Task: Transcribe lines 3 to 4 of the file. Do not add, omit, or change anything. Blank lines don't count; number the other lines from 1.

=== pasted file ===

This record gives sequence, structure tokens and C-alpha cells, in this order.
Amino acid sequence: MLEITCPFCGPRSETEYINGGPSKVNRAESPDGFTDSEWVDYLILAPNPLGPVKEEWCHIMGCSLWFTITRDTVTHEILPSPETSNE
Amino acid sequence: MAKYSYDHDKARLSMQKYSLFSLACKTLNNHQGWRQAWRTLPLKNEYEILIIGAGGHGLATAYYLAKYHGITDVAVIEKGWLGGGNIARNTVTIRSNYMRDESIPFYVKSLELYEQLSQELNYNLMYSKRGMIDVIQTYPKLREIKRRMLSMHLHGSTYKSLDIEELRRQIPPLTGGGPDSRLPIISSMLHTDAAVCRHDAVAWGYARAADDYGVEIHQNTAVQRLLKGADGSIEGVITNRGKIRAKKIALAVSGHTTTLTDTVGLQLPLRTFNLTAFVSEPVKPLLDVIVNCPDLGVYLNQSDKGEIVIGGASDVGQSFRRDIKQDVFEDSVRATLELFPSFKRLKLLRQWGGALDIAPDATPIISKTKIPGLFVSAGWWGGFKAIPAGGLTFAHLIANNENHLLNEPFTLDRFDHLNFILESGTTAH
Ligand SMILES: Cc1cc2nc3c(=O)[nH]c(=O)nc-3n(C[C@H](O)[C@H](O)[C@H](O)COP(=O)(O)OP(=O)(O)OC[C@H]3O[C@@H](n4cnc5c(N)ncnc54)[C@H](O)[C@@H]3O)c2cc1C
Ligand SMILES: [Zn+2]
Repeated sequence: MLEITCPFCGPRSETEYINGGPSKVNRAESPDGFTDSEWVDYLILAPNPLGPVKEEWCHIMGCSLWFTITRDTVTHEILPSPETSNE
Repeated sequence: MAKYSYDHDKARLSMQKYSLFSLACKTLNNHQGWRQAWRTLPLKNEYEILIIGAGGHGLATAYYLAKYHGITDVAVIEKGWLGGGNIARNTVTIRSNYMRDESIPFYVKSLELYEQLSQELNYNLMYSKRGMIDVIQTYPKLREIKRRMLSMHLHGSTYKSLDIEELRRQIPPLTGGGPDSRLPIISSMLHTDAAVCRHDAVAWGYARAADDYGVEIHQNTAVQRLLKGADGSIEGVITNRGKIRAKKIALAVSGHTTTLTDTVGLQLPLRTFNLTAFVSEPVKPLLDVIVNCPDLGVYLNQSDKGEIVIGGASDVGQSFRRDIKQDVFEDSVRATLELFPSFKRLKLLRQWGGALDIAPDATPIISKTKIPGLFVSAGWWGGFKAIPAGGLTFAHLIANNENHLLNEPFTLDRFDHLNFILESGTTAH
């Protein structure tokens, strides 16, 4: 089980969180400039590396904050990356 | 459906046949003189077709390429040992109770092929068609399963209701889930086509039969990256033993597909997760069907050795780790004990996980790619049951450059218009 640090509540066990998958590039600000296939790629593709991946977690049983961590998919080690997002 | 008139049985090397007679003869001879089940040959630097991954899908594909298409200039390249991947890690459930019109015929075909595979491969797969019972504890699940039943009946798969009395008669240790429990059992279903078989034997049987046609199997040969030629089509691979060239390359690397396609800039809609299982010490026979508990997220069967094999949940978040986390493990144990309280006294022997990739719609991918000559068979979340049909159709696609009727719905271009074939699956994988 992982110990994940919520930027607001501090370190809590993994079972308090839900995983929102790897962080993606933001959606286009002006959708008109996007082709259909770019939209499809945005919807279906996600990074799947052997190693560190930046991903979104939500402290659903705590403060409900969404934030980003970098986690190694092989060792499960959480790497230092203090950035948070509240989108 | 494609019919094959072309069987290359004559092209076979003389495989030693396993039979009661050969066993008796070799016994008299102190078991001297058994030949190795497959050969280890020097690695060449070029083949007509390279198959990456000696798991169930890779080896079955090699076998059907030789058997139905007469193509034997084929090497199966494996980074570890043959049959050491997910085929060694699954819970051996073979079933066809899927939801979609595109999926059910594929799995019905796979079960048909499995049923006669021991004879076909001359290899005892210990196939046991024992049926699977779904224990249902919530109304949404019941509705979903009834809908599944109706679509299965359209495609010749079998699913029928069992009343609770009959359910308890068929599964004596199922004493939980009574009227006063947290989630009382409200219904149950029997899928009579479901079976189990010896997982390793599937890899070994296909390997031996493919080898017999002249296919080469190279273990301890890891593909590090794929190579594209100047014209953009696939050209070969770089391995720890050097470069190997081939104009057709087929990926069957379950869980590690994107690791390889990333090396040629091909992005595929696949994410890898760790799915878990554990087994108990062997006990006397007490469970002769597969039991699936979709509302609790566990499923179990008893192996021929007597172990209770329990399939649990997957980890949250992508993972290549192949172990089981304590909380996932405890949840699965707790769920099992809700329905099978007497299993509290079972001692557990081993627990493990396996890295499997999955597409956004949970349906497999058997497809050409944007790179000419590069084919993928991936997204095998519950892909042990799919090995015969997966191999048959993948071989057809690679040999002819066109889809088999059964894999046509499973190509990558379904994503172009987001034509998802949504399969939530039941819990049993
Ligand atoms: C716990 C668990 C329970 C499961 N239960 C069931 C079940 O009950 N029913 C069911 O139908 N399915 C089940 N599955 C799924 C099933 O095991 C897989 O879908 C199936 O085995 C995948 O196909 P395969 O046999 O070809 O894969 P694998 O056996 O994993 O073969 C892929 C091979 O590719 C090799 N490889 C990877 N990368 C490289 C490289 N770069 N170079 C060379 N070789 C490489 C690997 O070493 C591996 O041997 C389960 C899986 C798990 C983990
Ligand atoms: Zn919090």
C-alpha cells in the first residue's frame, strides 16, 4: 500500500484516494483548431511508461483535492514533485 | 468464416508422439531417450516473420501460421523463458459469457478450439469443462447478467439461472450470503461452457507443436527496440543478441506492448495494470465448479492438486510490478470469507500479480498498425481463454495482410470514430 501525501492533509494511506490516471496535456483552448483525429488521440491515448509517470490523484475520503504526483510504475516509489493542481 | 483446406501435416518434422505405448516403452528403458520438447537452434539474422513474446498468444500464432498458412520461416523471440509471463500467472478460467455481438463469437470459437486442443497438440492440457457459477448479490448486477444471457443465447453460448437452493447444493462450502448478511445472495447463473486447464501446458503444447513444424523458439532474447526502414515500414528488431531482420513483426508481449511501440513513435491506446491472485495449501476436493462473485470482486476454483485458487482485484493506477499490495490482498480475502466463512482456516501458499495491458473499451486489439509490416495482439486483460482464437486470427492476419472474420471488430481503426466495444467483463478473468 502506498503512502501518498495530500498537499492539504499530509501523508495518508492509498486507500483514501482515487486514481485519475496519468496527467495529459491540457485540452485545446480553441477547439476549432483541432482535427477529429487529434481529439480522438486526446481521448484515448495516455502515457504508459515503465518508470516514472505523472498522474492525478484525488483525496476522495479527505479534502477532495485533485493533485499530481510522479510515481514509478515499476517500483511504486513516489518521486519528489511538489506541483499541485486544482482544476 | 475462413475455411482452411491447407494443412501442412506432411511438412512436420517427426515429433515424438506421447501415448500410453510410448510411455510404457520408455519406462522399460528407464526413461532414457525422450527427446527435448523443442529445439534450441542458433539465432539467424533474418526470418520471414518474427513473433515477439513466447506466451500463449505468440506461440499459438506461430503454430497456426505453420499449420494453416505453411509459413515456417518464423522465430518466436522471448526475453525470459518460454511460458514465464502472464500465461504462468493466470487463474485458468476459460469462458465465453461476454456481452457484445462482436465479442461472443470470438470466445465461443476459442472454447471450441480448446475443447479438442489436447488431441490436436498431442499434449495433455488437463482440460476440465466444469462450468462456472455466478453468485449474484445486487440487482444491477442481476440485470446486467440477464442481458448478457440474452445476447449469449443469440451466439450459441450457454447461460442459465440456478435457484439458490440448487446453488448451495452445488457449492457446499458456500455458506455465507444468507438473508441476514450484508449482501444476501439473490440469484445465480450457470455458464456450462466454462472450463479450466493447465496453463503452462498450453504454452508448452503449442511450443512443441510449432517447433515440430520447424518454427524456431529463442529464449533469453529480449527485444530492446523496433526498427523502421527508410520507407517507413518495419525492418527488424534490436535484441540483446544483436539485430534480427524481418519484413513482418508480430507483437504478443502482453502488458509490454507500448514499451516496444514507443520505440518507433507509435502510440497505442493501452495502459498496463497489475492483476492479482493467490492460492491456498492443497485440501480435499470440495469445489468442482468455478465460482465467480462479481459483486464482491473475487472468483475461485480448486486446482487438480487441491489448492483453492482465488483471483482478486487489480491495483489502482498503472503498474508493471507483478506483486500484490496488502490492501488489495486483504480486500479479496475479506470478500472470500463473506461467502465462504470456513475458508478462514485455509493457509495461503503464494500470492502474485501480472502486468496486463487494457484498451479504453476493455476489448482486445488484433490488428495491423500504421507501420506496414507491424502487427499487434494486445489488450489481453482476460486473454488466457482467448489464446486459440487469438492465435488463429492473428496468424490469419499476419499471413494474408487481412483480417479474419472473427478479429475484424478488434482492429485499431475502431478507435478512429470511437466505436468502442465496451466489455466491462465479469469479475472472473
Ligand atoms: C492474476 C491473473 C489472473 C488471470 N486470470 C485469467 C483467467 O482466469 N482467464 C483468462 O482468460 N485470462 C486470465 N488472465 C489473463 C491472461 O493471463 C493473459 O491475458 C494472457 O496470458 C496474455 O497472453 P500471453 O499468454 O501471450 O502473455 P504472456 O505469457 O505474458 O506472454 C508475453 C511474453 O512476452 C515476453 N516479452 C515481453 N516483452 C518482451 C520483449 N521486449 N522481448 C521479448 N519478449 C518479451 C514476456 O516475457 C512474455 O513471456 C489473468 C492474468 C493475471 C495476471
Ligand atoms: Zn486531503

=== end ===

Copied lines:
Amino acid sequence: MAKYSYDHDKARLSMQKYSLFSLACKTLNNHQGWRQAWRTLPLKNEYEILIIGAGGHGLATAYYLAKYHGITDVAVIEKGWLGGGNIARNTVTIRSNYMRDESIPFYVKSLELYEQLSQELNYNLMYSKRGMIDVIQTYPKLREIKRRMLSMHLHGSTYKSLDIEELRRQIPPLTGGGPDSRLPIISSMLHTDAAVCRHDAVAWGYARAADDYGVEIHQNTAVQRLLKGADGSIEGVITNRGKIRAKKIALAVSGHTTTLTDTVGLQLPLRTFNLTAFVSEPVKPLLDVIVNCPDLGVYLNQSDKGEIVIGGASDVGQSFRRDIKQDVFEDSVRATLELFPSFKRLKLLRQWGGALDIAPDATPIISKTKIPGLFVSAGWWGGFKAIPAGGLTFAHLIANNENHLLNEPFTLDRFDHLNFILESGTTAH
Ligand SMILES: Cc1cc2nc3c(=O)[nH]c(=O)nc-3n(C[C@H](O)[C@H](O)[C@H](O)COP(=O)(O)OP(=O)(O)OC[C@H]3O[C@@H](n4cnc5c(N)ncnc54)[C@H](O)[C@@H]3O)c2cc1C